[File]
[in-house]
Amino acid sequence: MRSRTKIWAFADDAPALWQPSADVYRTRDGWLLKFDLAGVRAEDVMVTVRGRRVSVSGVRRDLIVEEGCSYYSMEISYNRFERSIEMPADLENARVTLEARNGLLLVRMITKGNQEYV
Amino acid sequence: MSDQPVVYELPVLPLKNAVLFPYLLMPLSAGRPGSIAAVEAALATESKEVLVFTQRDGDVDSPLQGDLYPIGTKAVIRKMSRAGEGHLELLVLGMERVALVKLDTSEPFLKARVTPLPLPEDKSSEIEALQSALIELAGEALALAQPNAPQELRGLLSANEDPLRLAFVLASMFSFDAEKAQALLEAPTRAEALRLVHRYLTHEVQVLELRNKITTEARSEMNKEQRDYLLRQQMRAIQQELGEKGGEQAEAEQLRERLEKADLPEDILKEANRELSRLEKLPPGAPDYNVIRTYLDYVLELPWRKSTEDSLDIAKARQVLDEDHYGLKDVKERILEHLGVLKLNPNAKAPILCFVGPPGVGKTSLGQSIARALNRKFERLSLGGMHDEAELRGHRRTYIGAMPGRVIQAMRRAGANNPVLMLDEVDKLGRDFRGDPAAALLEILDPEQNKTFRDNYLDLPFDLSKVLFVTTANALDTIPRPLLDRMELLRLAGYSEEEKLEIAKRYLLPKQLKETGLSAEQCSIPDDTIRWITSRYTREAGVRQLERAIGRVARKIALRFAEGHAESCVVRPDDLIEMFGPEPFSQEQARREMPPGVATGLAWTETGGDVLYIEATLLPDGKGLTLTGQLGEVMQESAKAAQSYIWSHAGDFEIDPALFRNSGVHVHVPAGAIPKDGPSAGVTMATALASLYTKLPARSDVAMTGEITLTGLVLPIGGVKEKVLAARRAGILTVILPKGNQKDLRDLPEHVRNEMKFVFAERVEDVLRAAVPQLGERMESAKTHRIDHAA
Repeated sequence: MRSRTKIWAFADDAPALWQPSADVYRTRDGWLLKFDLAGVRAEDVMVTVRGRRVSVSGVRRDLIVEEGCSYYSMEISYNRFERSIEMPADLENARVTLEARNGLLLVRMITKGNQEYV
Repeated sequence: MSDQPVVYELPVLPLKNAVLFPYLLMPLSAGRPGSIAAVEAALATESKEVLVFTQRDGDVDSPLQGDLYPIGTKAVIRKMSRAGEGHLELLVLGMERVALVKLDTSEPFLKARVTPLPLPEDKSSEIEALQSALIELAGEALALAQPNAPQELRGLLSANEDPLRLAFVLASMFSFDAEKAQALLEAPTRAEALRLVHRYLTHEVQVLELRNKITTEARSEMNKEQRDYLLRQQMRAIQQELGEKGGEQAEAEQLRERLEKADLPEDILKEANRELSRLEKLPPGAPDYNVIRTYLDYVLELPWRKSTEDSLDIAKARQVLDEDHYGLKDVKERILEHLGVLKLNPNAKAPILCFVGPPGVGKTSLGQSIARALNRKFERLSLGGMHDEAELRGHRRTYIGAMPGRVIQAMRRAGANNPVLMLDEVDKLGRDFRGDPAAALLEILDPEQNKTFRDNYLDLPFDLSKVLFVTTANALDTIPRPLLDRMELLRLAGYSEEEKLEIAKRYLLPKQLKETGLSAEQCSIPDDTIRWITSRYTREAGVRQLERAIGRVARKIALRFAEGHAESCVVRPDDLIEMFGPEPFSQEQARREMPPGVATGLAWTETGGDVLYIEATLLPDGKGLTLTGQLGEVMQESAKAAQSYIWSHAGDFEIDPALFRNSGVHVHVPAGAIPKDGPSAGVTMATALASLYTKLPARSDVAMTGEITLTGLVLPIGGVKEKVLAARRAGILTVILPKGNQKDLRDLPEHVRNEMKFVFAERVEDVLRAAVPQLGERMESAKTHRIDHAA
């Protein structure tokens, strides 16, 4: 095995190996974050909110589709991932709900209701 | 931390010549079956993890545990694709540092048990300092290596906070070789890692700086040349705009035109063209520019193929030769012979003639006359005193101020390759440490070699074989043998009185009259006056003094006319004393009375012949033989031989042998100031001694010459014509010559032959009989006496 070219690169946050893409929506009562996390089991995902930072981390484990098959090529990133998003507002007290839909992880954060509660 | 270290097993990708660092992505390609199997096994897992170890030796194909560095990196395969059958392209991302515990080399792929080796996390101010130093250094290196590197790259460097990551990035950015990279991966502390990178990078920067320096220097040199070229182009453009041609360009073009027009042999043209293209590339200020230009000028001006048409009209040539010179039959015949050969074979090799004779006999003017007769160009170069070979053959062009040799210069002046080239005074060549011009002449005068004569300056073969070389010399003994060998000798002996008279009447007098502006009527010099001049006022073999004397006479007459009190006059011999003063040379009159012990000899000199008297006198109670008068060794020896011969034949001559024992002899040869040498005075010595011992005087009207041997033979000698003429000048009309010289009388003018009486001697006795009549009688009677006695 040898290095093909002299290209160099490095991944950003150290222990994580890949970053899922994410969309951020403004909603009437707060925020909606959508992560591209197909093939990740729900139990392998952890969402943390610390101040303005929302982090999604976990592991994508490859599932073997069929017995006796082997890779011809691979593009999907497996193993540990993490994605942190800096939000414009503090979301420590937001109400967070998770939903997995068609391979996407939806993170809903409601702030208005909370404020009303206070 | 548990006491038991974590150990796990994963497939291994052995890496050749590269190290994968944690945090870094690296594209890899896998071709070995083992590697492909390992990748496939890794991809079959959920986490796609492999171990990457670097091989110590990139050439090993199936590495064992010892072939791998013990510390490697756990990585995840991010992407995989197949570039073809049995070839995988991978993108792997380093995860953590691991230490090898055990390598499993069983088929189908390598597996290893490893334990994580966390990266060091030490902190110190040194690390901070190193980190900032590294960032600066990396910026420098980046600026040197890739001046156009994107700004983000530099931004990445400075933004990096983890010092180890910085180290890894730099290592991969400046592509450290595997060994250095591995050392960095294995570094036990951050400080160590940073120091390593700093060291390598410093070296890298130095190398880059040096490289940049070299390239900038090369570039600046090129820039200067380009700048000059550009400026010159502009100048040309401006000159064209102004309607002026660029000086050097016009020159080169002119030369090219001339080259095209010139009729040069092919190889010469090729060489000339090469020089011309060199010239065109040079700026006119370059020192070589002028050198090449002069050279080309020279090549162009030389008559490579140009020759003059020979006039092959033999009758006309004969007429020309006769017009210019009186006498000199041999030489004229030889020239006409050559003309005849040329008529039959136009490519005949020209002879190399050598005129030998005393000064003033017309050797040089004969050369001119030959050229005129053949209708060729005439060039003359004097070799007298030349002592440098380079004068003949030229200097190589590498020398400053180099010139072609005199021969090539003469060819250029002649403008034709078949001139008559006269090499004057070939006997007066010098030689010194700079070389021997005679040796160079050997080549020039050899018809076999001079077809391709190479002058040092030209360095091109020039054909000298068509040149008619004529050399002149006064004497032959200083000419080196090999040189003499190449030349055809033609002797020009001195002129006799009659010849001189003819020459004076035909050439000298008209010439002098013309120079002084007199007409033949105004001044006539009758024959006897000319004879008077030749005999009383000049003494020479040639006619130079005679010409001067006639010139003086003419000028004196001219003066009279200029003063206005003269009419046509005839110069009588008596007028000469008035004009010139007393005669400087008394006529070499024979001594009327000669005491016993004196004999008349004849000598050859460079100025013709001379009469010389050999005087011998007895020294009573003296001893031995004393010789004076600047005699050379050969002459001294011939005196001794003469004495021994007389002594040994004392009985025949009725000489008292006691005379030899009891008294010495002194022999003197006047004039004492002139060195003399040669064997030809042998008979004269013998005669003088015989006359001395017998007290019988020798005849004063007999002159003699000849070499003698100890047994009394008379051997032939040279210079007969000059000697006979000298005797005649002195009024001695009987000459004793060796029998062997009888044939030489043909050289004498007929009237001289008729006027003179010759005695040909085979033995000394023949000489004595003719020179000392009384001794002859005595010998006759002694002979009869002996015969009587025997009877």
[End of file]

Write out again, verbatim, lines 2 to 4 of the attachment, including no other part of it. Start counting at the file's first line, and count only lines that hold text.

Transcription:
Amino acid sequence: MRSRTKIWAFADDAPALWQPSADVYRTRDGWLLKFDLAGVRAEDVMVTVRGRRVSVSGVRRDLIVEEGCSYYSMEISYNRFERSIEMPADLENARVTLEARNGLLLVRMITKGNQEYV
Amino acid sequence: MSDQPVVYELPVLPLKNAVLFPYLLMPLSAGRPGSIAAVEAALATESKEVLVFTQRDGDVDSPLQGDLYPIGTKAVIRKMSRAGEGHLELLVLGMERVALVKLDTSEPFLKARVTPLPLPEDKSSEIEALQSALIELAGEALALAQPNAPQELRGLLSANEDPLRLAFVLASMFSFDAEKAQALLEAPTRAEALRLVHRYLTHEVQVLELRNKITTEARSEMNKEQRDYLLRQQMRAIQQELGEKGGEQAEAEQLRERLEKADLPEDILKEANRELSRLEKLPPGAPDYNVIRTYLDYVLELPWRKSTEDSLDIAKARQVLDEDHYGLKDVKERILEHLGVLKLNPNAKAPILCFVGPPGVGKTSLGQSIARALNRKFERLSLGGMHDEAELRGHRRTYIGAMPGRVIQAMRRAGANNPVLMLDEVDKLGRDFRGDPAAALLEILDPEQNKTFRDNYLDLPFDLSKVLFVTTANALDTIPRPLLDRMELLRLAGYSEEEKLEIAKRYLLPKQLKETGLSAEQCSIPDDTIRWITSRYTREAGVRQLERAIGRVARKIALRFAEGHAESCVVRPDDLIEMFGPEPFSQEQARREMPPGVATGLAWTETGGDVLYIEATLLPDGKGLTLTGQLGEVMQESAKAAQSYIWSHAGDFEIDPALFRNSGVHVHVPAGAIPKDGPSAGVTMATALASLYTKLPARSDVAMTGEITLTGLVLPIGGVKEKVLAARRAGILTVILPKGNQKDLRDLPEHVRNEMKFVFAERVEDVLRAAVPQLGERMESAKTHRIDHAA
Repeated sequence: MRSRTKIWAFADDAPALWQPSADVYRTRDGWLLKFDLAGVRAEDVMVTVRGRRVSVSGVRRDLIVEEGCSYYSMEISYNRFERSIEMPADLENARVTLEARNGLLLVRMITKGNQEYV